Applying RFID tags in the distribution center is a simple process, right? So simple, it’s been referred to as “slap & stick,” with the whole process of applying the radio-frequency ID tags and shipping referred to as “slap & ship.” But hold on! It’s really not all that simple, according to Dedham, MA-based ARC Advisory Group. ARC conducted a Best Practices Study, getting responses from 24 companies that were actively investing in EPC RFID. RFID tags can be applied at the packaging line or the DC — and, in the ARC sample, 85% of the facilities where tags were applied were distribution centers. However, says Steve Banker, Service Director for Supply Chain Management at ARC Advisory Group, “even when tags are applied at the DC, the term ‘slap and ship’ does not fairly reflect what is going on at many DCs. There is both more automation, and more process variation, than has been generally recognized.”
Mobile handset sales will continue to grow over the next five years, according to a recent report on the future of mobile handsets by London-based wireless industry analysts ARC Group. The report, Future Mobile Handsets 2004-2009, says that the global mobile handset market expanded by 16%, with consumers buying 561 million new mobiles over the course of 2004, up from 482.5 million in 2003. This growth rate will gradually slow down over the next five years as the market saturates, with expected growth figures of 10% in 2005, 7.7% in 2006, 6.4% in 2007, 4.8% in 2008 and 2.6% in 2009. Despite the decline, annual handset sales are forecast to reach 767 million by 2009.
With the New Year here and the Christmas rush over, now is the perfect time to bring inventory levels down. According to Distribution Digest, a good way to accomplish that is to lower your level of service. While that may also sound like a good way to lower your level of business, the Digest claims it can be done without driving customers away — and that offering too much service can result in storing more inventory than needed.
The Association for Retail Technology Standards (ARTS) of the National Retail Federation (NRF) has announced the initial public release of the Time Punch schema and version 2.0 of the Customer schema. The IXRetail Time Punch XML schema is designed to support any retailer, regardless of how its employee data is stored. Using vendor-independent standard XML messages, the Time Punch schema allows retailers to track attendance and task assignments for their employees. These standard XML messages enable a retailer to manage the complexity of communication between other worker management applications such as Task Management, Human Resources, Payroll, or even POS and ERP systems. The Time Punch schema will support the Workforce Management (WFM, Time & Attendance, Staff Scheduling and Task Management) RFP template and is the second of two schemas designed to facilitate integration of workforce management applications.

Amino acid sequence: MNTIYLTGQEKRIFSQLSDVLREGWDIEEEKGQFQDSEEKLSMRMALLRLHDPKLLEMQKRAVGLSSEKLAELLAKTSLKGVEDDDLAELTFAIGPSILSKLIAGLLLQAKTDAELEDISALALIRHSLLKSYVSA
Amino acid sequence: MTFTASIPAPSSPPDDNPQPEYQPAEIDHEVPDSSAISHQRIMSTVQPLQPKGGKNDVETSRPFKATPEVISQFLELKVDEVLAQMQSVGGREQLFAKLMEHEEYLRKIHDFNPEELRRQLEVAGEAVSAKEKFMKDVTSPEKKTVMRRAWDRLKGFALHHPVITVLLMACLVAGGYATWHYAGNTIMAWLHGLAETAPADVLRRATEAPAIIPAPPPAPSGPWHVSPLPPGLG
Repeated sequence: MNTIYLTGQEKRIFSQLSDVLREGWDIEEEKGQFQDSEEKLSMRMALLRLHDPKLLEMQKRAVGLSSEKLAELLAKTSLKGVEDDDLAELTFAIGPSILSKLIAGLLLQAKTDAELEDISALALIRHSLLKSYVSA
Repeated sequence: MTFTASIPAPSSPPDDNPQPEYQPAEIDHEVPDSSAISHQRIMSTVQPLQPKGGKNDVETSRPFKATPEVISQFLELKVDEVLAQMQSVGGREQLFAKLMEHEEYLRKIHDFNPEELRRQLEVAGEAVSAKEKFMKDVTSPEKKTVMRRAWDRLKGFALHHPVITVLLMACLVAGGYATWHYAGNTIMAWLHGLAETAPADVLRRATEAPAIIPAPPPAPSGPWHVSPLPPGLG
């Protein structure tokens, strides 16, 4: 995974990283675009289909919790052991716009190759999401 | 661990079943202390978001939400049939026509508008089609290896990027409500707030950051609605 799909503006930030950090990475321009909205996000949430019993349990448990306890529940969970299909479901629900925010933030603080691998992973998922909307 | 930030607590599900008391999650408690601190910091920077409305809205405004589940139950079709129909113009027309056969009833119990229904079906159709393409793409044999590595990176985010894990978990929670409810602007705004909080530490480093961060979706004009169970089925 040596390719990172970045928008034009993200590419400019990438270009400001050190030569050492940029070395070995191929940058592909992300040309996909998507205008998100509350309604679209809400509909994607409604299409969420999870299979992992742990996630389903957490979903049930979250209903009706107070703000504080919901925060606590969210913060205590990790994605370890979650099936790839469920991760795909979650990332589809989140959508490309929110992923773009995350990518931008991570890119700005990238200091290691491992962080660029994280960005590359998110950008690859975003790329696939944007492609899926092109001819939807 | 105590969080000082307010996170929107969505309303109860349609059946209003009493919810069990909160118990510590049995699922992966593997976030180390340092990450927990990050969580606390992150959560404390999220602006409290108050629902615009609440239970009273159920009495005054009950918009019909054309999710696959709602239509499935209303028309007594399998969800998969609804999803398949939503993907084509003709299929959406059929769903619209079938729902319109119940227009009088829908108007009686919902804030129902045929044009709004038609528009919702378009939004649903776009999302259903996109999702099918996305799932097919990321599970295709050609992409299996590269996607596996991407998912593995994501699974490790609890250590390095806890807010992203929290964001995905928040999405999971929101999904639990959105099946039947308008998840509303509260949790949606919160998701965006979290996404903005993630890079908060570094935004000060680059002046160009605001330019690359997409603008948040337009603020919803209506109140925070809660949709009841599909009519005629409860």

Consumers thinking about buying a computer or electronic product obviously are not making snap decisions; they like to have time to think. That rather intuitive conclusion is confirmed by a comScore Networks (Reston, VA) study revealing the impact of search engine usage on the online and offline buying process. The study, sponsored by the Overture division of Yahoo!, analyzed the timing of search engine usage and the role of different search term categories in the shopping process among consumers searching for electronics and computer products.
It’s become a familiar mantra: reduce costs, improve productivity, improve ROI. Michael Miles, president of Staff Management, a provider of vendor on premise staffing and management solutions, says that while many companies handle staffing in-house, HR is an important area that, if not properly executed, can create a great deal of wasted management time and unnecessary expense. By outsourcing the recruiting and staffing process to experts, Miles suggests, many companies can maintain a better workforce, reduce high recruitment costs and improve ROI.
Selecting the right merchandise. Effectively operating stores in great locations. Adapting quickly to changing market conditions and tastes. It may not sound like rocket science, but these are keys to what makes some retailers wildly successful — while others struggle to maintain market share. They are among the lessons in the Top 100 Global Retailers of 2003, a new report from Ernst & Young LLP that appears in the December issue of Chain Store Age.
1. Translation: Show Me The Money! Companies that are actively investing in EPC RFID (Electronic Product Code Radio Frequency Identification) are doing so because they have to, not because they think they’re actually going to see a return on investment (ROI) anytime soon. In ARC Advisory Group’s Emerging Practices study, only one of 24 companies believed it could have under a two-year payback period. Ninety-five percent of the respondents believed the payback period would be greater than two years.
2. Trade Associations Team to Address RFID Skills Shortage
What do you know about RFID technology? Not much? You’re not alone. Many companies eager to adopt the technology are beginning to be slowed in their efforts by a scarcity of qualified RFID integrators. Two leading trade associations are now teaming up in an attempt to address an industry-wide shortage of professionals knowledgeable about RFID technology. The Computing Technology Industry Association (CompTIA) and AIM Global (the Association for Automatic Identification and Mobility) announced they are working together to develop a vendor-neutral, multi-dimensional certification program for RFID technology.